• This equation between the Centre and the States has given way to friction between them in recent days, leaving little room to negotiate.
    • Others: Apart from issues around resource sharing, there are other areas that have emerged as sites of conflict. These include:
      • The homogenisation of social sector policies, 
      • Functioning of regulatory institutions and 
      • The powers of central agencies. 
    • Increasing influence of centre:
      • Ideally bulk of the policies in these spheres should be at the discretion of States, with an apex central body overseeing the process of resource allocation. 
      • However, the apex bodies have often attempted to increase their influence and push States in directions that are amenable to the Centre.
    • Dilemma of investments:
      • The spread of the Centre’s span of activities leads to a situation where the Centre starts crowding out the States in terms of investments
      • Consider a case of infrastructure development in recent years.
        • The Centre launched the PM Gati Shakti, a digital platform, to incorporate schemes of various Ministries and State governments to achieve integrated planning and coordinated implementation of infrastructure connectivity projects.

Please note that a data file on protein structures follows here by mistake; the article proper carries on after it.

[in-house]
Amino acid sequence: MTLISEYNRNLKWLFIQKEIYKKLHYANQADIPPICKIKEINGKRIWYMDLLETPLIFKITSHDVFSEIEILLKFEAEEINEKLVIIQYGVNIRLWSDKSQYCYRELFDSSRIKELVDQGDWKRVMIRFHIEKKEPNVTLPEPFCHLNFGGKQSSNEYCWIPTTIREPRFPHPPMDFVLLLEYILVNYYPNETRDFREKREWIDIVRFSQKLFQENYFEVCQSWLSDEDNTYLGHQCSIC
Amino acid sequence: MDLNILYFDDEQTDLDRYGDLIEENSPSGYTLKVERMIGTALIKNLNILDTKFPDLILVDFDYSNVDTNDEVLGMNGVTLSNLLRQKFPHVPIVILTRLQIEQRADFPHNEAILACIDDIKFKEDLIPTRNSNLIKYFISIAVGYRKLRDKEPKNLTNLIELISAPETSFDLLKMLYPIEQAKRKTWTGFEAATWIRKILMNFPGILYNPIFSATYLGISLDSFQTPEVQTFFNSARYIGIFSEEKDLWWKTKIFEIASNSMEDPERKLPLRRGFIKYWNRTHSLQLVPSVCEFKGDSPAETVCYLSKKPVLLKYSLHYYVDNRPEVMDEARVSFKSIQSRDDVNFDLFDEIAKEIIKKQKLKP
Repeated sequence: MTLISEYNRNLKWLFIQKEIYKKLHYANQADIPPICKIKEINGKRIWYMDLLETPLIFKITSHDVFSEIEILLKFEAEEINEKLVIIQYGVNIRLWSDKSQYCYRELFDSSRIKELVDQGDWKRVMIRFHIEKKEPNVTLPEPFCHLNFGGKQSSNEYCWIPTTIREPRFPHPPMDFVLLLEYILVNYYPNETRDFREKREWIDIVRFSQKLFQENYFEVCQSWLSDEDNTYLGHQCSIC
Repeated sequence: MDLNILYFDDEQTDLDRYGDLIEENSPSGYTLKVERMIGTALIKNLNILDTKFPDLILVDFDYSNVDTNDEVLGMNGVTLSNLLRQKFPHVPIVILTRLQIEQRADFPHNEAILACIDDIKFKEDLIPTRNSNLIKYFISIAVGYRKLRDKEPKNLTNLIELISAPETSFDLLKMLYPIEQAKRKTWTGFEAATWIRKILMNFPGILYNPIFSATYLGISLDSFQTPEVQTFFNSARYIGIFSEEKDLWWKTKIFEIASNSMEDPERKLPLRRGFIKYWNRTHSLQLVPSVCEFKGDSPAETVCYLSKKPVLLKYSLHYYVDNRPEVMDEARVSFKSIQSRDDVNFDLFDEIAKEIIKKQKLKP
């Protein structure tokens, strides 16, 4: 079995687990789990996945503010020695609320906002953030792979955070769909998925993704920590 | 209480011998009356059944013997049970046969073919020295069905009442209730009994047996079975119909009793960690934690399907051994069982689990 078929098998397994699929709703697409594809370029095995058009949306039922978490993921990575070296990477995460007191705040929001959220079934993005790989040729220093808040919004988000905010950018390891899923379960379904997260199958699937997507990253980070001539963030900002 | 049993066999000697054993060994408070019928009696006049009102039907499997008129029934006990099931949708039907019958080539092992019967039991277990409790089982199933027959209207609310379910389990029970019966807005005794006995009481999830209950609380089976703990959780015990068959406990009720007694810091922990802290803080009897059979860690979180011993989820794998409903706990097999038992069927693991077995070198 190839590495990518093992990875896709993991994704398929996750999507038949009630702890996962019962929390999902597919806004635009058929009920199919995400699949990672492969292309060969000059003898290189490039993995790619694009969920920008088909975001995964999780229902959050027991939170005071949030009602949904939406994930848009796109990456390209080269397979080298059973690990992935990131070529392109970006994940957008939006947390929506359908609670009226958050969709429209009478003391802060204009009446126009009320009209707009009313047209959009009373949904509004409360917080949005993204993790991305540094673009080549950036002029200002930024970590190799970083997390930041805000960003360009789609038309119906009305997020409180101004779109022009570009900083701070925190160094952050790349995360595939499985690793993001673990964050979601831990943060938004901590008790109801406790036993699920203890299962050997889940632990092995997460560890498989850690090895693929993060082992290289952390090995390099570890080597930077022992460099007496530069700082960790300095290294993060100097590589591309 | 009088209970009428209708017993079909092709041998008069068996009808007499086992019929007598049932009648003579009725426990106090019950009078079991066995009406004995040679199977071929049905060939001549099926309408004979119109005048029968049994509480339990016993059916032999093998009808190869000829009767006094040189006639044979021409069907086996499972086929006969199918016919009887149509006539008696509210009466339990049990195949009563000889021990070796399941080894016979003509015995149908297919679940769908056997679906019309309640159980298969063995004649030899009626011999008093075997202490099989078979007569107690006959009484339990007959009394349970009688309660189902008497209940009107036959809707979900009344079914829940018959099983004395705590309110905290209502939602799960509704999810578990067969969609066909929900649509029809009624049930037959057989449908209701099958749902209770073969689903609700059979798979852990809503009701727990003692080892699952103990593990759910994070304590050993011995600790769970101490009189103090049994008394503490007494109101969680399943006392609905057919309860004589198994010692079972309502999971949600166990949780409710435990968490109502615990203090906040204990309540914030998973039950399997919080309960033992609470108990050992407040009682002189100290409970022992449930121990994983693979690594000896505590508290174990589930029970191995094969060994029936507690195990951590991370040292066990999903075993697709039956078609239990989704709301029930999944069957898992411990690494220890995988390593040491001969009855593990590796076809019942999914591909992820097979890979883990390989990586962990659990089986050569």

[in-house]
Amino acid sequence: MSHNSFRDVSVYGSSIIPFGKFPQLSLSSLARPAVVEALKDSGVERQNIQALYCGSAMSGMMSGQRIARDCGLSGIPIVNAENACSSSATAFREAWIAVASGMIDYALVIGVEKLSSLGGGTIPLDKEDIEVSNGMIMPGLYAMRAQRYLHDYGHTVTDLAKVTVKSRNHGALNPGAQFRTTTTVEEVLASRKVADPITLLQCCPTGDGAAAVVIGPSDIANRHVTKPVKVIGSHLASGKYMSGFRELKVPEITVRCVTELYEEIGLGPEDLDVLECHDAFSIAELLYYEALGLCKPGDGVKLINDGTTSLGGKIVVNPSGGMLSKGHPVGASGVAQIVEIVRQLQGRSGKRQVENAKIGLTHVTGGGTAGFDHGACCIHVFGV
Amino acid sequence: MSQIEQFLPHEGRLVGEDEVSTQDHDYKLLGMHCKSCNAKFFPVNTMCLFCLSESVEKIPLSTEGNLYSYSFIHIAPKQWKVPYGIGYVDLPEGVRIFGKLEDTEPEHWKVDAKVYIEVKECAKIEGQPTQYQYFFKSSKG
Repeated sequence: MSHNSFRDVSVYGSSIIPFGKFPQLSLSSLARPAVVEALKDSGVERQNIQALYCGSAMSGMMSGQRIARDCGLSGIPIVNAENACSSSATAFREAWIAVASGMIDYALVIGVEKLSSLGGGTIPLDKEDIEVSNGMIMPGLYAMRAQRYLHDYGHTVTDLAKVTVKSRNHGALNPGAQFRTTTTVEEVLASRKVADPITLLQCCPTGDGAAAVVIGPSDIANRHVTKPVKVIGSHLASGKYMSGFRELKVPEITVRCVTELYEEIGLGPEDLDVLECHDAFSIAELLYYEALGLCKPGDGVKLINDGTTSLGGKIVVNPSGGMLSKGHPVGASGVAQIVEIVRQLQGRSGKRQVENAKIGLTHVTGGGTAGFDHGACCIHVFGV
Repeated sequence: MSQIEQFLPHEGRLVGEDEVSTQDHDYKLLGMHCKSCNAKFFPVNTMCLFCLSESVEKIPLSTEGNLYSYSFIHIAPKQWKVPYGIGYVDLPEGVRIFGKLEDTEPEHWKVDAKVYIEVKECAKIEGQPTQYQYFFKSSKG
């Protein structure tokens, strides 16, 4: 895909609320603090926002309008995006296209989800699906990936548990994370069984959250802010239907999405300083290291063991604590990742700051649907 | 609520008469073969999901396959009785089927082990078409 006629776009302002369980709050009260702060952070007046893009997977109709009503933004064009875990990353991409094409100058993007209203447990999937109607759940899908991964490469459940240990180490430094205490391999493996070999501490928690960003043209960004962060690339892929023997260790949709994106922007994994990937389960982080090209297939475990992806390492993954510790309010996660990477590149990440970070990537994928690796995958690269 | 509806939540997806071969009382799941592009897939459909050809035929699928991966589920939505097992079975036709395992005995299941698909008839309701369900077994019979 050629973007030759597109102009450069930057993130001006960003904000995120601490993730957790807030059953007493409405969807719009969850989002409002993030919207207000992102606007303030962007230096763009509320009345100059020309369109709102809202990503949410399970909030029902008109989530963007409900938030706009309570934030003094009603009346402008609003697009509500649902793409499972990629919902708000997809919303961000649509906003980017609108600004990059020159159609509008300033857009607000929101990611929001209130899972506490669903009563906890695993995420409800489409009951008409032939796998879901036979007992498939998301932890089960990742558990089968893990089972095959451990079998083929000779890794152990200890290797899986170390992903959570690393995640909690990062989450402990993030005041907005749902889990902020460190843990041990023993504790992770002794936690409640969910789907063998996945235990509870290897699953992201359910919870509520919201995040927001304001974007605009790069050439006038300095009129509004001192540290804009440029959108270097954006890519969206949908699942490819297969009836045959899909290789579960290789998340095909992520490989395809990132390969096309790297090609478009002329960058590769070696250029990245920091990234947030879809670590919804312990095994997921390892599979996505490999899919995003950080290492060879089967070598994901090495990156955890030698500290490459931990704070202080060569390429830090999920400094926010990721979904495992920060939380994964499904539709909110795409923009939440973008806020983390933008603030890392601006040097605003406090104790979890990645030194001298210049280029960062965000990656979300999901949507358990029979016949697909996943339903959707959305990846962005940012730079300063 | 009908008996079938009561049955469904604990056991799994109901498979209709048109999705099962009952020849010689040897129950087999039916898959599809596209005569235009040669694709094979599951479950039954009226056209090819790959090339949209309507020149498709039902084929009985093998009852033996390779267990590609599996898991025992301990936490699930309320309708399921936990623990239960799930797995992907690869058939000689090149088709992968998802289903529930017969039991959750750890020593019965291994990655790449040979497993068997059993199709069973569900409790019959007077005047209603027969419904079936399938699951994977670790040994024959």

• All States and UTs had to prepare and operationalise a State master plan in line with the national master plan for seamless implementation. 
      • However, the flexibility of States in formulating their master plan is curtailed by the centralisation of planning and implementation of the national master plan.
        • This leads to underinvestment by States.
    • Concentrated spending:
      • The centre’s spending has become more concentrated within the three largest States of Uttar Pradesh, Maharashtra and Gujarat, accounting for nearly half of the expenditure by 16 States between 2021-22 and 2023-24.